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Punctuation, period.



Punctuation, like underwear, serves an important function: It holds disparate elements together without drawing attention to itself. At least most of the time.

Punctuation should never get in the way of content. Take the period for example. It is used for complete sentences (with a noun and verb) and lets the reader take a breath. Perhaps the biggest problem I face as an editor is long run-on sentences. Here is a not-so-recent (and cleverly disguised) example that begs to be split in two:

Following the gift from Maurice and Madam Magician, the most beautiful gift in the prince’s kingdom and one of the most beautiful gifts ever to a royal kingdom in the Scottish Lands, Royal Prince Henry received an outpouring of beautiful gifts from merchant businesses such as Robert Down’s shop and Junior Robert Down’s shop, which provided a most precious gift, and from individual townspeople and Prince Henry’s own serf and slave production facilities.

My kingdom for another period!

In advertising, the period is often used to provide emphasis: Stop. Look. Listen. But like anything useful, it can be abused: “Doing It Right. Before Your Eyes.”
Commas, parentheses, dashes and semi-colons bring clarity and order to a sentence. In short, commas allow for a short pause in a series, and they can be used to separate two simple sentences. Semi-colons can be used to separate two sentences, but they are kind of prissy and, to me, they violate the “not drawing attention to itself” maxim. But they have to be used to separate series containing internal commas:

We deliver extensive information to stakeholders through letters, newsletters and social media; we print yard signs, mailers and fliers; and we seek out endorsements from state and federal officials.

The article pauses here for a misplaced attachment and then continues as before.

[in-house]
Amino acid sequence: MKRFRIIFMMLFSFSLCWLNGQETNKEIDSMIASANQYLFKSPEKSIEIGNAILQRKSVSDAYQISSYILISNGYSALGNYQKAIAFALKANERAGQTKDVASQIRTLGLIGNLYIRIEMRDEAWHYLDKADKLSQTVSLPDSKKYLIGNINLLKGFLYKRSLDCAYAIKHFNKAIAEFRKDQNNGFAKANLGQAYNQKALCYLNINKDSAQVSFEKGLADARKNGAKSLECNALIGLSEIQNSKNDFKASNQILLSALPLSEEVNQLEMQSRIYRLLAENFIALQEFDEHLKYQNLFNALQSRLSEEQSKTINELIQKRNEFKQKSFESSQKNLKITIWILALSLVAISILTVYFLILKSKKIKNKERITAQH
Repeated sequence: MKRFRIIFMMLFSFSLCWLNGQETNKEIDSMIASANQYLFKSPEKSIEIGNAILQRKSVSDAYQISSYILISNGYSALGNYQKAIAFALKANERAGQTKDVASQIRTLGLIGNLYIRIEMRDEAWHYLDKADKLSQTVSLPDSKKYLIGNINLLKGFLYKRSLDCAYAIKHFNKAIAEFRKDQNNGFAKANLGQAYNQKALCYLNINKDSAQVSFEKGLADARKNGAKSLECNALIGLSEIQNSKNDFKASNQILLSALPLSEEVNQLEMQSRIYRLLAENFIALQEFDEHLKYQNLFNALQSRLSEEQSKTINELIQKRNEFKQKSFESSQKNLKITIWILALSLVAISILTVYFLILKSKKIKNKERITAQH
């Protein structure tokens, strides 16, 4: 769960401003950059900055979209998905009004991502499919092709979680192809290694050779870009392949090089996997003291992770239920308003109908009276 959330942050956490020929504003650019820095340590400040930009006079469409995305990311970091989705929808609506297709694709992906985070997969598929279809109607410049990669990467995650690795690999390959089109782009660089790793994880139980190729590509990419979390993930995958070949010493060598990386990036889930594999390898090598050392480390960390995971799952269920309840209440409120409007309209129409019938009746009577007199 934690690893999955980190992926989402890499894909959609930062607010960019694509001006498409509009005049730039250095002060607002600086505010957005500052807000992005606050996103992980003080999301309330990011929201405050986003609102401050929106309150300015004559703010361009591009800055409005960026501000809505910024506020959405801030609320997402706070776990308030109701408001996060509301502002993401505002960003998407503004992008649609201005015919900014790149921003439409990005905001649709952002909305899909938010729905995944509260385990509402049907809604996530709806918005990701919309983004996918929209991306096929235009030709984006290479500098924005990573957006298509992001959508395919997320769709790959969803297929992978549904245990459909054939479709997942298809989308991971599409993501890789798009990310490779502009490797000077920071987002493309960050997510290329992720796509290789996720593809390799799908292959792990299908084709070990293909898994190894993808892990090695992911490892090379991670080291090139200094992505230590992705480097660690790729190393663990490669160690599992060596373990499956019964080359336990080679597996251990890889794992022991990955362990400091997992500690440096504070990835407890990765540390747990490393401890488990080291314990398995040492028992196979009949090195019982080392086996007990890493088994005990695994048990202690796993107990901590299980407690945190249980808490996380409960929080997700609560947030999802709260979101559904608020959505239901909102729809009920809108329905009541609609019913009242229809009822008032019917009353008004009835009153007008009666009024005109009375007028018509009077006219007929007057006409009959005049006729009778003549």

Commas, dashes and parentheses can be used to set off nonessential phrases (information that might be useful but isn’t necessary). While parentheses act as an aside, and commas as a pause, dashes do it with a flourish: She was the love of my life – the source of all that was good – and an excellent mouser.
(Clearly, I’m partial to dashes.)

As for colons … if you’ve read this far, you’ve seen them in use. And exclamation points! In public relations and advertising, we use a lot of these!
Or course, this has been a very cursory look at punctuation. There are many, many more rules; they are tiresome but necessary and too complicated to address in a blog. I’ve neglected apostrophes, quotation marks and hyphens (because they service words) and question marks (which I hope are self-explanatory).

Instead, I’ve focused on how simple punctuation can enhance sentences. In sum:

  • Generally, use periods to break up complete sentences, but don’t abuse them.
  • Use commas to offer gentle breaks in the action.
  • Use parentheses to whisper to your neighbor.
  • Avoid semi-colons if at all possible – they don’t make you look smarter!
  • Embrace the dash as an airy way of setting off information.
  • And consider the exclamation point as a treat you deserve only rarely.

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